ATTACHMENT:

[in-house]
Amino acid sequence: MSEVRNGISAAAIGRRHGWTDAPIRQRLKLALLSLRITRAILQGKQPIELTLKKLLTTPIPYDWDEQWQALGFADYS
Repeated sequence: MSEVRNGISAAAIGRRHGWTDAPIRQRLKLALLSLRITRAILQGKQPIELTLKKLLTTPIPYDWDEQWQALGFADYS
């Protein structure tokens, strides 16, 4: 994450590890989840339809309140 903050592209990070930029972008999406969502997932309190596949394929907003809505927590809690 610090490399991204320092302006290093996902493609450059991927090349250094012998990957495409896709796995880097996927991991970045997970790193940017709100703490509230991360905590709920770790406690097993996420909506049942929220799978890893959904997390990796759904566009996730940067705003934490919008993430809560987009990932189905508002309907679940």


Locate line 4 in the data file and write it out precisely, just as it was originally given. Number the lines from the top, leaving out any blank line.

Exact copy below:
């Protein structure tokens, strides 16, 4: 994450590890989840339809309140 903050592209990070930029972008999406969502997932309190596949394929907003809505927590809690 610090490399991204320092302006290093996902493609450059991927090349250094012998990957495409896709796995880097996927991991970045997970790193940017709100703490509230991360905590709920770790406690097993996420909506049942929220799978890893959904997390990796759904566009996730940067705003934490919008993430809560987009990932189905508002309907679940």